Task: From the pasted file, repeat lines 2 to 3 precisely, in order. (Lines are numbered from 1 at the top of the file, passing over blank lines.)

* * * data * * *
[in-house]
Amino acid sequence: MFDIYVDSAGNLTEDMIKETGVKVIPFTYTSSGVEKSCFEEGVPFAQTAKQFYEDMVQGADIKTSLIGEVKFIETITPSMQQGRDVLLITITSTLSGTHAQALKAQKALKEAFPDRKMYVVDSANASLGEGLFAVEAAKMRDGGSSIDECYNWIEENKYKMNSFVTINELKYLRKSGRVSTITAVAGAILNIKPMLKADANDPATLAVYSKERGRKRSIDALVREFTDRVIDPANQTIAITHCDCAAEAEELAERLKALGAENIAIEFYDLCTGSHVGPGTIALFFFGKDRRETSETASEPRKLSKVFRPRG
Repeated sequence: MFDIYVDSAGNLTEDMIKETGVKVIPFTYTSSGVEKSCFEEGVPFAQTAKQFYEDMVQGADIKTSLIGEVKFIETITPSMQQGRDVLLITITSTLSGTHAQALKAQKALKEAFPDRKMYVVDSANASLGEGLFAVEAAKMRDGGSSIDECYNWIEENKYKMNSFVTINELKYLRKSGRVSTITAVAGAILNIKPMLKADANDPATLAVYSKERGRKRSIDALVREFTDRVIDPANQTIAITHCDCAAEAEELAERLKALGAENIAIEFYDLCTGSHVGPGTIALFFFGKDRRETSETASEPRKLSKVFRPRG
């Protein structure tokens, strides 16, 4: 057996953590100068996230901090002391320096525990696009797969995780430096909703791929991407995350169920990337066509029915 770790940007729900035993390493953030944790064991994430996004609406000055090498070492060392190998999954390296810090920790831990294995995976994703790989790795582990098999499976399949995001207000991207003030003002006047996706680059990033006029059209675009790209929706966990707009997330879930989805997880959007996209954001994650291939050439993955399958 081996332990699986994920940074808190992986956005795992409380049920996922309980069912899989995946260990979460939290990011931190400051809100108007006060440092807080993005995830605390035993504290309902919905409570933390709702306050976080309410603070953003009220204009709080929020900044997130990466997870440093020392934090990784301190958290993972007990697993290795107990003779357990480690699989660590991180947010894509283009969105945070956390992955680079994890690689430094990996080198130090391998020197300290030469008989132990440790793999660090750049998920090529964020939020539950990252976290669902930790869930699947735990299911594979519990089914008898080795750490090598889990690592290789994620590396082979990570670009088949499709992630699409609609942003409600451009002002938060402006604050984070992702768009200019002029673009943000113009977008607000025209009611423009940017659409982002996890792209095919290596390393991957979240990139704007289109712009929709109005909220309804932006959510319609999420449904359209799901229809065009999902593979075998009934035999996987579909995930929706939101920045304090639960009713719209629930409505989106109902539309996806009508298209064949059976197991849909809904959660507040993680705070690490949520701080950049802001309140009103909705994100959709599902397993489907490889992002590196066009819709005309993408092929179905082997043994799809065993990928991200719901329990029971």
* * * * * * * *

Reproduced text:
Amino acid sequence: MFDIYVDSAGNLTEDMIKETGVKVIPFTYTSSGVEKSCFEEGVPFAQTAKQFYEDMVQGADIKTSLIGEVKFIETITPSMQQGRDVLLITITSTLSGTHAQALKAQKALKEAFPDRKMYVVDSANASLGEGLFAVEAAKMRDGGSSIDECYNWIEENKYKMNSFVTINELKYLRKSGRVSTITAVAGAILNIKPMLKADANDPATLAVYSKERGRKRSIDALVREFTDRVIDPANQTIAITHCDCAAEAEELAERLKALGAENIAIEFYDLCTGSHVGPGTIALFFFGKDRRETSETASEPRKLSKVFRPRG
Repeated sequence: MFDIYVDSAGNLTEDMIKETGVKVIPFTYTSSGVEKSCFEEGVPFAQTAKQFYEDMVQGADIKTSLIGEVKFIETITPSMQQGRDVLLITITSTLSGTHAQALKAQKALKEAFPDRKMYVVDSANASLGEGLFAVEAAKMRDGGSSIDECYNWIEENKYKMNSFVTINELKYLRKSGRVSTITAVAGAILNIKPMLKADANDPATLAVYSKERGRKRSIDALVREFTDRVIDPANQTIAITHCDCAAEAEELAERLKALGAENIAIEFYDLCTGSHVGPGTIALFFFGKDRRETSETASEPRKLSKVFRPRG